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3. Utopian Promise   

10. Rhythms
in Poetry

•  Unit Overview
•  Using the Video
•  Authors
- HD (Hilda Doolittle)
- T. S. Eliot
- Robert Frost
- Langston Hughes
- Claude McKay
- Ezra Pound
- Carl Sandburg
- Genevieve Taggard
- Jean Toomer
- William Carlos Williams
- Suggested
•  Timeline
•  Activities

Authors: H.D. (Hilda Doolittle) (1886-1961)

London Has Its Biggest Raid of the War
[7105] New York Times Paris Bureau Collection, London Has Its Biggest Raid of the War (1941), courtesy of the National Archives and Records Administration.

H.D. (Hilda Doolittle) Activities
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Born in Bethlehem, Pennsylvania, Hilda Doolittle attended exclusive private schools in Philadelphia and was admitted to Bryn Mawr College. Her father was a professor of mathematics and astronomy at Lehigh University and the University of Pennsylvania. After attending Bryn Mawr for two years, H.D. stopped her formal schooling because of poor health.

Along the way, Hilda had fallen in love with young Ezra Pound. In 1911, when she traveled to England, Pound was waiting for her. Pound's friendship and encouragement enabled her to launch her own writing career. He helped her to publish her first poems in Poetry, and later in the anthology Des Imagistes (1914); he also gave her the penname H.D. by which she became widely known. Inspired by Pound's endorsement of vers libre, imagism, and vorticism, H.D. aimed to write tight, concise poems, resonant in the tradition of the haiku. Deeply interested in classical Greek literature, she brought Greek mythology and the words of classical poets into her own verse. Her poems are also characterized by their vivid descriptions of natural scenes and objects, which often stand for a feeling or mood. Her first collection of poetry, Sea Garden (1916), reflects the interests and techniques that were to remain central to her work.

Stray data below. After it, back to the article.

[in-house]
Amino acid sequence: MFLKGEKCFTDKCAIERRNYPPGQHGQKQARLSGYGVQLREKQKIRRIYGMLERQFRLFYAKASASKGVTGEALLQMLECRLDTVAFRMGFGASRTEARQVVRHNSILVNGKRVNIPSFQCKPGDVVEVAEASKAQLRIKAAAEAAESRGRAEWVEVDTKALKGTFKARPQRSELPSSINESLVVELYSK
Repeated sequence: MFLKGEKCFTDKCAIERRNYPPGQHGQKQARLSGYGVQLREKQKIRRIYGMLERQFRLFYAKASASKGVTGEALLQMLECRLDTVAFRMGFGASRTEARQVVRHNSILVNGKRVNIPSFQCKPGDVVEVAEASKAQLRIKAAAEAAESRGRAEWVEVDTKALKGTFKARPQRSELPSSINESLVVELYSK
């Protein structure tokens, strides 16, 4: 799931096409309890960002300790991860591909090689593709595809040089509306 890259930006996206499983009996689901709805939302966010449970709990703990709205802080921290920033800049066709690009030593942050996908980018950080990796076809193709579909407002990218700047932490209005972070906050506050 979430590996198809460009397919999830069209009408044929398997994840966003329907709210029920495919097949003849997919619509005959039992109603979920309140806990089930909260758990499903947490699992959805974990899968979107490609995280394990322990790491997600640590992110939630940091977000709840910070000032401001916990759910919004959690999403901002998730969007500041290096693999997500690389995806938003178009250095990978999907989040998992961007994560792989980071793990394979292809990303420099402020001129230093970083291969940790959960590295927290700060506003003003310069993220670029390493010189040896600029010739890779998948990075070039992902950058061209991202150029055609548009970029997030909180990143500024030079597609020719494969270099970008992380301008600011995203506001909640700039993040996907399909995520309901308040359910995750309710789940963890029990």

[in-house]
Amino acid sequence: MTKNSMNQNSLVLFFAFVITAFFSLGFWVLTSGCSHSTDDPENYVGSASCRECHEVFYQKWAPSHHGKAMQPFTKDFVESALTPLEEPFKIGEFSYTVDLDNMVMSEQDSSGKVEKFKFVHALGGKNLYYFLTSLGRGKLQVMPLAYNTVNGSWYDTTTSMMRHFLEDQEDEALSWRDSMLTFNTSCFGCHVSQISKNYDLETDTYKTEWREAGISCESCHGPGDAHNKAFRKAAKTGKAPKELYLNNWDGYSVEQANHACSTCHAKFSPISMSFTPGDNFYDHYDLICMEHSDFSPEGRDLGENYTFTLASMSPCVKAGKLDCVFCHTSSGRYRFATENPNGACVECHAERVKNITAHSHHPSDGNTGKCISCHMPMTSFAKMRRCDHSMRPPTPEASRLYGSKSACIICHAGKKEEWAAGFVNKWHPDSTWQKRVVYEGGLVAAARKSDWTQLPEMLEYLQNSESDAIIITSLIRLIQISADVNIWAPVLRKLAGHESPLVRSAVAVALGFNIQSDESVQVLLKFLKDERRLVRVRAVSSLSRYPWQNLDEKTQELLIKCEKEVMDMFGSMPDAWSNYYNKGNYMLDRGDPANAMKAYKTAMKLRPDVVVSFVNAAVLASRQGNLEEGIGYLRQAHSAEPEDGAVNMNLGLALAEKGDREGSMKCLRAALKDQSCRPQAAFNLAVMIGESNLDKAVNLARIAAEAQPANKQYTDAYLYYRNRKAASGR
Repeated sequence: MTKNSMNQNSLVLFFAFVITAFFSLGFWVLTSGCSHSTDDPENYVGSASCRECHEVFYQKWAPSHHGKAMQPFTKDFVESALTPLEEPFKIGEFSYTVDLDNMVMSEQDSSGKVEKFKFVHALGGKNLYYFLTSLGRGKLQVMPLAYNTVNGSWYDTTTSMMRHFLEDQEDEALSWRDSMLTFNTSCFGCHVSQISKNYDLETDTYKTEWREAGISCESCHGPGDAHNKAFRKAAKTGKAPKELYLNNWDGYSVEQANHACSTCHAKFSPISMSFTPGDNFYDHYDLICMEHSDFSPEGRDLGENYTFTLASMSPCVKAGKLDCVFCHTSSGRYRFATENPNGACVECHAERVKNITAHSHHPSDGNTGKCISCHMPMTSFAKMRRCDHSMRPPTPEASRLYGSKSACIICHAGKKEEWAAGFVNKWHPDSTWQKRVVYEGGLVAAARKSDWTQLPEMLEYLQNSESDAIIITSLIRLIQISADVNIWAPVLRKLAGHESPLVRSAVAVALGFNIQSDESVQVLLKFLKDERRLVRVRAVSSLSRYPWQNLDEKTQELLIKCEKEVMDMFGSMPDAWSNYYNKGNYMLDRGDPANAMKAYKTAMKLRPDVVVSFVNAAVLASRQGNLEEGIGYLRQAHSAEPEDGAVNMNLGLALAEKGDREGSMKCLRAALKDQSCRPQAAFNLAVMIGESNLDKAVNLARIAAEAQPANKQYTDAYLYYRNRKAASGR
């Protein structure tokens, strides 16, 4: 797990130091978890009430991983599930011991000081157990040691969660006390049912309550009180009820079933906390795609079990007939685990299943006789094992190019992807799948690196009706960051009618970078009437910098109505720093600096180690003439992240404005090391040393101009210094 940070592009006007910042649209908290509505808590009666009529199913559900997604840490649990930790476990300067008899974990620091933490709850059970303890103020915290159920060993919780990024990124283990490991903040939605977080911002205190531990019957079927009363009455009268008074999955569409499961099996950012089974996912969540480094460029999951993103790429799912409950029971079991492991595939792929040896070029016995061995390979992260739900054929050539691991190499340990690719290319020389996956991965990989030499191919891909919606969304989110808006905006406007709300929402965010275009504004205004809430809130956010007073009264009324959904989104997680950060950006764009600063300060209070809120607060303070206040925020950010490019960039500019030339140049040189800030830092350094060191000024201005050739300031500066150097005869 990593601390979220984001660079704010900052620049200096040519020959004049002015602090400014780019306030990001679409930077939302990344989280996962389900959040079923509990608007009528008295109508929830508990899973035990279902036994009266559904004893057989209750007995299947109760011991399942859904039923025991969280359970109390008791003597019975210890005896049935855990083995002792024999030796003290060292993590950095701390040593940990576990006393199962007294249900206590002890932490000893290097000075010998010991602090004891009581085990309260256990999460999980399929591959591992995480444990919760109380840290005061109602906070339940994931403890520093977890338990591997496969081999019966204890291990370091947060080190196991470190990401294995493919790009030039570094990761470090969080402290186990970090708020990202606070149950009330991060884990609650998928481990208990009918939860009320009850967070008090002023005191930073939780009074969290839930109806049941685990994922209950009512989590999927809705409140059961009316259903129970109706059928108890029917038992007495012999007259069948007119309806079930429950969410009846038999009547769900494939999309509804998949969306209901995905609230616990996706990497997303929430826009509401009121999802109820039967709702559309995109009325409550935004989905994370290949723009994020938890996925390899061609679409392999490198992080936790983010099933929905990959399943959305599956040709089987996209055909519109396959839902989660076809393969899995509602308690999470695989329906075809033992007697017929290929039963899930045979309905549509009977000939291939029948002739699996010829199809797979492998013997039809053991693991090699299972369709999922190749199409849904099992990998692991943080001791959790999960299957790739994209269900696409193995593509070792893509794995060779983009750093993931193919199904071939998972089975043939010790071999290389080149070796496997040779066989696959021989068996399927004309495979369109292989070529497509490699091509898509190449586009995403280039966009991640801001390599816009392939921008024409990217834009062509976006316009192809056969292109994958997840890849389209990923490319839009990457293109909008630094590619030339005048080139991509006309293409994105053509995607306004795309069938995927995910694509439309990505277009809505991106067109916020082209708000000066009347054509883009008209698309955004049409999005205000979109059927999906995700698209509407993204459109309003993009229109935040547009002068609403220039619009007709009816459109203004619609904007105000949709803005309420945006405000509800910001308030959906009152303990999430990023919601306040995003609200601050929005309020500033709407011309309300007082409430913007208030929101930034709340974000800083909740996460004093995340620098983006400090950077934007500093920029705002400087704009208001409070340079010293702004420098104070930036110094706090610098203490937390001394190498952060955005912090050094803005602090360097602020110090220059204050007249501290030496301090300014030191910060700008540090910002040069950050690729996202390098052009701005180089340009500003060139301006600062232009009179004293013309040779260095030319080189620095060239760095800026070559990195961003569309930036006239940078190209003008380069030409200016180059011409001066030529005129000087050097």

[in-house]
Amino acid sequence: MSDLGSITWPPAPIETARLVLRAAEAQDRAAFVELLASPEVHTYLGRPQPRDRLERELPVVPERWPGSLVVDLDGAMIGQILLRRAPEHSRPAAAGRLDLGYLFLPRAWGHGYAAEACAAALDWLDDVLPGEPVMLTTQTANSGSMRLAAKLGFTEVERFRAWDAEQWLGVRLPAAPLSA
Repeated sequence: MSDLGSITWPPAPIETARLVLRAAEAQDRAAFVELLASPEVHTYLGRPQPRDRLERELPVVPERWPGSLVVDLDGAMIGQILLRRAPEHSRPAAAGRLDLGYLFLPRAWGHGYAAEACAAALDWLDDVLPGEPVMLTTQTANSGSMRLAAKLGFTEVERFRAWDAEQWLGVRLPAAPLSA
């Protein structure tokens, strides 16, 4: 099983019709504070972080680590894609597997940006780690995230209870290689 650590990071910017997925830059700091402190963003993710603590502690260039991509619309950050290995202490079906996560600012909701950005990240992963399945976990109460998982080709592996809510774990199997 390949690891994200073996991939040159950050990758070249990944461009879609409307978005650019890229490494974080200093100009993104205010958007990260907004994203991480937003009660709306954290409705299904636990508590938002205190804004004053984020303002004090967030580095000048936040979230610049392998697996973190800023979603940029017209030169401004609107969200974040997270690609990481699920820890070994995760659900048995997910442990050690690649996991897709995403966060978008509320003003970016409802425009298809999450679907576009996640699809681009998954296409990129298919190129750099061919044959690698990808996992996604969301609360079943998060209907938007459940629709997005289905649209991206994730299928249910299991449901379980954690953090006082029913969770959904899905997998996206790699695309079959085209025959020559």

Like many of the other poets in this unit, H.D. spent most of her adult life out of the United States. In 1913, she married fellow poet and imagist Richard Aldington, who shared her passion for Greek literature. The marriage soon ended, and H.D. was left as a single mother with little money. She soon forged a close relationship with a woman named Winifred Bryher, the daughter of a successful businessman. Bryher, who wrote historical novels herself, fell in love with H.D. and supported the poet financially for the rest of her life, allowing her the leisure to write and travel as she wished. H.D.'s companionship with Bryher probably inspired several prose pieces, namely Pilate's Wife, Asphodel, and Her, which dealt candidly with lesbianism, but they were not published until after her death. In 1933, with the encouragement of Bryher, H.D. left London to become a "pupil" (H.D.'s word) of Sigmund Freud. In 1939, she and Bryher returned to London, where they weathered the terrifying Blitz, the devastating German bombing campaign against London and other British cities. H.D. would write about this experience in her The Walls Do Not Fall (1944), Tribute to the Angels (1945), and The Flowering of the Rod (1946). These poems were later collected under one title, Trilogy (1973). After a long and prolific career, during which she published eight volumes of poetry, four novels, a memoir, and several critical works, H.D. died in Zurich.

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